In 2008, Oxley and colleagues published an article (open access) in Science that found political conservatives have stronger physiological reactions to threatening images than liberals do. The paper was path-breaking. Political scientists and psychologists have studied the psychological roots of ideology for decades. Yet, the Oxley et al. paper suggested liberals and conservatives differ in their world view because conservatives’ brains are more attuned to threats than liberals’. The study helped kick-start a new generation of work on the interplay between physiology and politics, was widely cited, and even a decade after its publication, continued to be featured in the popular press (here, for instance).
We were also inspired by Oxley et al.’s study. In our labs in Amsterdam (Bakker & Schumacher) and Philadelphia (Arceneaux & Gothreau), we started to theorize and test the role of physiology in politics. Oxley et al. had shown 46 participants in Nebraska scary images – such as a spider on a person’s face – while measuring their physiological arousal using skin conductance. In our labs, we also included images that would capture threat, such as a photo looking down the barrel of a gun. We included these images because we wanted to compare the physiological responses to political content with the physiological responses to threatening images. However, we quickly realized that in our datasets, physiological reactions to these threatening images did not systematically correlate with respondents’ political attitudes.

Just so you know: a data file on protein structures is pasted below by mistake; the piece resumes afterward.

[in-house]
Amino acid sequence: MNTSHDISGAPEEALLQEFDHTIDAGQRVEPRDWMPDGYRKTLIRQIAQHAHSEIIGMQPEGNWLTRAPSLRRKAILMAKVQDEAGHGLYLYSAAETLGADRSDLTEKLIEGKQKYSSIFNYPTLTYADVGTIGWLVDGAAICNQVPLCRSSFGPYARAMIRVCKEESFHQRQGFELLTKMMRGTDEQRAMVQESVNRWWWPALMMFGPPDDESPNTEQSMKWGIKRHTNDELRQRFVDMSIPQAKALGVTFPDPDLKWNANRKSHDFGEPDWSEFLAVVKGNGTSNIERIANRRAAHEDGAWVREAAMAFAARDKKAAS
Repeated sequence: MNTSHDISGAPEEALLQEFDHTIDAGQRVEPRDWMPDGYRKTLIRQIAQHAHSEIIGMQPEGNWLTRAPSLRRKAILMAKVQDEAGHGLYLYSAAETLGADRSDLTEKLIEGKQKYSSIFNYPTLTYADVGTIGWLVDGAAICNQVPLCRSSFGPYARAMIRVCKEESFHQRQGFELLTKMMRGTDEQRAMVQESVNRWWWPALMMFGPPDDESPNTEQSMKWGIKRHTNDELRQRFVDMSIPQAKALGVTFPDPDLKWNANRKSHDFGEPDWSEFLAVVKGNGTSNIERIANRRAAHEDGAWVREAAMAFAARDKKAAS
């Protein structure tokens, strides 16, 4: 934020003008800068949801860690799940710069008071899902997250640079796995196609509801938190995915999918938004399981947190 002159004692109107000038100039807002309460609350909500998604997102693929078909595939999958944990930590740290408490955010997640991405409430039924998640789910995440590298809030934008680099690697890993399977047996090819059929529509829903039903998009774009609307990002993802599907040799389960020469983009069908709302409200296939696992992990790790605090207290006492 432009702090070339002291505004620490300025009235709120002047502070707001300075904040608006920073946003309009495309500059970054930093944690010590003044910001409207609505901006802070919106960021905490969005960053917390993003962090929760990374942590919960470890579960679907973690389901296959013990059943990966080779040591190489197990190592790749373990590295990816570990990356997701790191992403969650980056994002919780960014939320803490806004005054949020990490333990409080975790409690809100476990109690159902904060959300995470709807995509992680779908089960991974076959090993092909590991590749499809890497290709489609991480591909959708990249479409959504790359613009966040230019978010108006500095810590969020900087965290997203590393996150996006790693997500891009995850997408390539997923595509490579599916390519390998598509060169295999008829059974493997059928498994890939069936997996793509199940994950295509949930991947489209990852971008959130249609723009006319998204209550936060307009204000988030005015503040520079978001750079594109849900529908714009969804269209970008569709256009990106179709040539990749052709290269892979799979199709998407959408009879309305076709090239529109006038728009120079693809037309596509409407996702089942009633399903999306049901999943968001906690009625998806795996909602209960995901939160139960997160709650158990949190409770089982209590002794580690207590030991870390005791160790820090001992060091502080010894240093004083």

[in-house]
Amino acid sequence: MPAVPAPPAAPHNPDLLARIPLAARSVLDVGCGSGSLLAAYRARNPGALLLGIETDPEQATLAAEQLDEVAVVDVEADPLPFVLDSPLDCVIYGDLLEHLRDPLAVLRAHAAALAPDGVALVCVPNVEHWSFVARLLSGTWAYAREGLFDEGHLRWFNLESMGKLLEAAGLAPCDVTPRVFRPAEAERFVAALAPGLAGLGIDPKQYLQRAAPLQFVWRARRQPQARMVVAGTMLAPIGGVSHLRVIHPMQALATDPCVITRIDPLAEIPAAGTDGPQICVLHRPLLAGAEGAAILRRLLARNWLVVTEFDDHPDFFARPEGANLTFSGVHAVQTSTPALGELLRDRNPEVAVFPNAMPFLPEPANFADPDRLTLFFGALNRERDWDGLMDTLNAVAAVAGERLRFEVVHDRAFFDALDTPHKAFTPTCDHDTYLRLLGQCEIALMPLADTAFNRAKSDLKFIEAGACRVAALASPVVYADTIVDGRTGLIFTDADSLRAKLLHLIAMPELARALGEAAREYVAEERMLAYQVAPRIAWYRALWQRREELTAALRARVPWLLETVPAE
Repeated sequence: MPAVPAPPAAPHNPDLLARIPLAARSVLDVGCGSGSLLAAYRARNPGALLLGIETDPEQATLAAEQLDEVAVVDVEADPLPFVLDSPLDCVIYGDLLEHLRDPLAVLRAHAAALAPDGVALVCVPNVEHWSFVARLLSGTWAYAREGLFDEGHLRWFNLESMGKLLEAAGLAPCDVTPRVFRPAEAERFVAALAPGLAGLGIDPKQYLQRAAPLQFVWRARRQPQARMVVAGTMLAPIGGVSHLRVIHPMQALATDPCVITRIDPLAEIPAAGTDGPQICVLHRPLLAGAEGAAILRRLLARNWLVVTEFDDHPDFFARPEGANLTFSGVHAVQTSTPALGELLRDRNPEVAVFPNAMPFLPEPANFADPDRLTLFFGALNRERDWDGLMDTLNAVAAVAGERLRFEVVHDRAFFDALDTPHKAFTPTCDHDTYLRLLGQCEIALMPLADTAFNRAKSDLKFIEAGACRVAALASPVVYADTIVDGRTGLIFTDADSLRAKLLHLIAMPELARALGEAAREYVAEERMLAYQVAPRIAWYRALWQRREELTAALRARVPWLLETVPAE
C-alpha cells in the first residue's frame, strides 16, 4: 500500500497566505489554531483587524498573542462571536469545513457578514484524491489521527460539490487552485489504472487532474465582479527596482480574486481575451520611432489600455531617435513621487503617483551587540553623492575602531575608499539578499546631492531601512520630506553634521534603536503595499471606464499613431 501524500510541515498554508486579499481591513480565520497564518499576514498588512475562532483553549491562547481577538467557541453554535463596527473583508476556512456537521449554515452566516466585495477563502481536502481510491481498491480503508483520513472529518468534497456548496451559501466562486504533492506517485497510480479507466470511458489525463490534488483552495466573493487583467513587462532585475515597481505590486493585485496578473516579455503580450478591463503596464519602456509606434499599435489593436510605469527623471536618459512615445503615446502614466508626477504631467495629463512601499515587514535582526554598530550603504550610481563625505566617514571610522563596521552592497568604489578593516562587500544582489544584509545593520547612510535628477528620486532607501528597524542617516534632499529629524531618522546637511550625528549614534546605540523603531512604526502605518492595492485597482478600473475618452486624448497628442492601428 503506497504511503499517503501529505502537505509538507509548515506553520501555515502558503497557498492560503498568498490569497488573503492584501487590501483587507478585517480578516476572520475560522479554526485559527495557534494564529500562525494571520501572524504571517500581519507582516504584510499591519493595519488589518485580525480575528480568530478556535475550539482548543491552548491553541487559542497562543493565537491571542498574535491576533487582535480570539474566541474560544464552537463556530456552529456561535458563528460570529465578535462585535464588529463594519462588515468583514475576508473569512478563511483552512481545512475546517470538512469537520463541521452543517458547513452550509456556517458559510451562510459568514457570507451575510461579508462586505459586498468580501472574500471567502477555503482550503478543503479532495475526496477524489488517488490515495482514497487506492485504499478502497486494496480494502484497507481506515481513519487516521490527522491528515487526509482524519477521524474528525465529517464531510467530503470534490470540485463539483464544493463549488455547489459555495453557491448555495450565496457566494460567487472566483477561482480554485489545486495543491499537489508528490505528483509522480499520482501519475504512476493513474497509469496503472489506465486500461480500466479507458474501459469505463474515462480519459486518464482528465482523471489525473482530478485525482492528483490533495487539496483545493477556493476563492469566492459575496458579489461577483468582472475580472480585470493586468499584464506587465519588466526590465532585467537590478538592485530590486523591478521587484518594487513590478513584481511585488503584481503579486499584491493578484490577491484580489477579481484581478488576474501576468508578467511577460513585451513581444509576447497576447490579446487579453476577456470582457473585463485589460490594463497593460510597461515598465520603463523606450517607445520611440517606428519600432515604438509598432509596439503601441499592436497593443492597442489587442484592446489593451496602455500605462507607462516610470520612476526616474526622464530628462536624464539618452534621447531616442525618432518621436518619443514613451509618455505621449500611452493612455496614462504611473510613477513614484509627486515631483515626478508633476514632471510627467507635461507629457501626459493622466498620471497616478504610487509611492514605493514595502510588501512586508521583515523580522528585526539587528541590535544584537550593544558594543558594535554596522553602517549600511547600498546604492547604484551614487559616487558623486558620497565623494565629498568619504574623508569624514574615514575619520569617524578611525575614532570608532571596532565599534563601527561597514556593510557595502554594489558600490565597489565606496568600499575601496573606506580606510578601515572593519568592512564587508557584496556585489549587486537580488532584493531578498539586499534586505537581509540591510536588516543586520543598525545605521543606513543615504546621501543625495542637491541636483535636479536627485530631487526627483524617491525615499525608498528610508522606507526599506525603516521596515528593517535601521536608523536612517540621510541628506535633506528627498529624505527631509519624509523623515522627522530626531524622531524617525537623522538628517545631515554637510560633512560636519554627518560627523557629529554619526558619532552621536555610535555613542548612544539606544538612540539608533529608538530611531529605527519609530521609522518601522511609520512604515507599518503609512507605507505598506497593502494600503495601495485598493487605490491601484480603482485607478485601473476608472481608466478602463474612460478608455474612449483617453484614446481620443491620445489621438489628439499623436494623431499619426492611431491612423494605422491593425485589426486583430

The failure to replicate Oxley et al.’s findings sparked our interest. We decided to conduct a preregistered more direct replication that more directly matched the protocol from the Oxley et al. paper. To do this, we contacted the authors of the original study and asked for the stimuli they used. We fielded this replication in the spring of 2018 and recruited 202 participants from Philadelphia — more than 4 times the sample size used by Oxley et al.
Following Oxley et al.’s procedures as closely as possible and using the same threating images, we again found no evidence that physiological responses to threatening images correlated with political conservatism. A set of preregistered robustness checks -- and Bayesian statistics -- further confirmed that regardless of how we analyzed the data, there was no evidence that conservatives in our sample had stronger physiological responses to threat compared to liberals.
To conclude, we fail to find much support for the foundational claim put forward by Oxley et al. Our paper illustrates that it is important for science to replicate foundational claims. That said, we hope that our study will lead to more, not less, research on the intersection of physiology and politics.
Finally, we want to express our gratitude to the original author team—Kevin Smith, John Hibbing, John Alford and Matthew Hibbing. They were very supportive of the entire process, a reflection of the understanding that science requires us to go where the facts lead us.